In a country thus circumstanced, producing the great raw materials for manufactures, and postelling unlimited powers, by water and resoarces of fuel, subject also to heavy charges upon the importation of foreign fabrics, to neglect manufactures would have been almost criminal. These important ideas have taken full possession of the American mind. The theory is now every where approved; and in
New-England, Pennsylvania, and several other States, the practice has been taken up with considerable spirit and very extensively pursued.
These are but a few of the advantages America poffeffes over the different nations in Europe, but they are such as have laid the foun. dation of her present, and which insure her future prosperity.
We shall now proceed to state as briefly as possible the prospects and advantages which the European settler has almost the certainty of realizing.
OF THE ·
PROSPECTS AND ADVANTAGES
IN THE UNITED STATES.
BEFORE we enter on this part of the work, we wish to premise to the reader that we shall proceed with caution. The numbers that have emigrated to America from this country have already awakened the fears of some, and the envy of others; and some who appear conscious of the consequences that must follow from a spirit of emigration, have thought it their duty to step forward, and by magnifying trifling difficulties into insurmountable obstacles, attempt to put a ftop to a system, which, though its effects are Now, are not the less sure in weakening the strength and resources of the European counties. Hence flight skirmishes with the Indians have been magnified to the most tremendous battles. The resistance of a small portion of per
sons to the levying of a tax in one or two States has been worked up · to a universal rebellion throughout the Union. A fever raging at
Philadelphia for a short period, and which is now admitted to have originated in the exposure of damaged coffee, has been held forth as a proof of an unhealthy climate throughout the States ; and the intemperate zeal of a few individuals has been considered a sufficient proof that the whole body of Americans are averse to the prudent and temperate conduct of their government. The impressions made on the public mind by these means have received additional strength from a few individuals, who, like the spies sent to view the land of Canaan, have, through idleness, or attachment to European diilipation, cast away the clusters of grapes, and returned with an evil re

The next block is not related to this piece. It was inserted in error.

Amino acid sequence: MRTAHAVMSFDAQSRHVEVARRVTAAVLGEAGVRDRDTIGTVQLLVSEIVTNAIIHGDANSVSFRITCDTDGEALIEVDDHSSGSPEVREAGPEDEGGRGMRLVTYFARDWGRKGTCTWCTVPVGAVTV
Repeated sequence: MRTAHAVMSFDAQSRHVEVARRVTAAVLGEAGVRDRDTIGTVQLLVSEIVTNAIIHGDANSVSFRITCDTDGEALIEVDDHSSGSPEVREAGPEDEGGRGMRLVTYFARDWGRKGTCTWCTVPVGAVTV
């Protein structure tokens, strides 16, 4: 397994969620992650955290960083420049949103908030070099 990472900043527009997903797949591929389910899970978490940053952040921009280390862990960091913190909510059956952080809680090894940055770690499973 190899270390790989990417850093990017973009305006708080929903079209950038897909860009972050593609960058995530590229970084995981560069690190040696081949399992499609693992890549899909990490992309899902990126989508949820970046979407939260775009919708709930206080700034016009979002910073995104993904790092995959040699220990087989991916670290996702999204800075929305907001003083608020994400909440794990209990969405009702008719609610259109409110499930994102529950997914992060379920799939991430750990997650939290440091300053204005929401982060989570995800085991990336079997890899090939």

port port of the land. If we credit those, the United States are ruined--trade is bad---every thing is dear---all is confusion---the people Naves ---and the United States unable to furnith employment or support to those who wish there to take up their residence. These, and almost ten thousand other evils are conveyed to us through the medium of letters inserted in the daily papers dated from different parts of America, but which carry with them internal evidence of being the production of hireling scribblers, employed for the purpose of mis. leading the unthinking mind.
In order therefore to follow this subject through all its connec. tions, and to set the prospects of an European settier in a clear point. of view, it will be necessary to proceed in the inquiry under fome kind of system, that its different parts may stand clear and distinct, and yet form one connected whole. As an introductory part it may therefore be neceffary to rectify fome mistaken notions of Europeans respecting the Ainerican States.
MISTAKEN NOTIONS OF EUROPEANS. Many persons in Europe appear to have formed mistaken ideas and expectations of what is to be obtained in America; it may therefore be useful, and prevent inconvenient, expensive, and fruitless removals and voyages of improper persons, to give some clear and truer notions of that part of the world than appear to have hitherto prevailed.
It is imagined by numbers, that the inhabitants of North-America are rich, capable of rewarding, and disposed to reward all forts of ingenuity ; that they are at the same time in a great degree ignorant of all the sciences; and consequently that strangers possessing talents in the belles lettres, fine arts, &c. must be highly efteemed, and so well paid as to become eatily rich themselves ; that there are also abundance of profitable offices to be disposed of, which the natives are, not qualified to fill; and that having few persons of family among them, strangers of birth must be greatly respected, and of course eality obtain the best of those offices, which will make all their fortunes ; that the governments too, to encourage emigrations from Europe, not only often pay the expense of personal transportation, but give lands gratis to strangers, with negroes to work for them, utensils of husbandry, and stocks of cattle. These are, in the general, wild ima. ginations; and those who go to America with expectations founded upon them, will surely find themselves disappointed.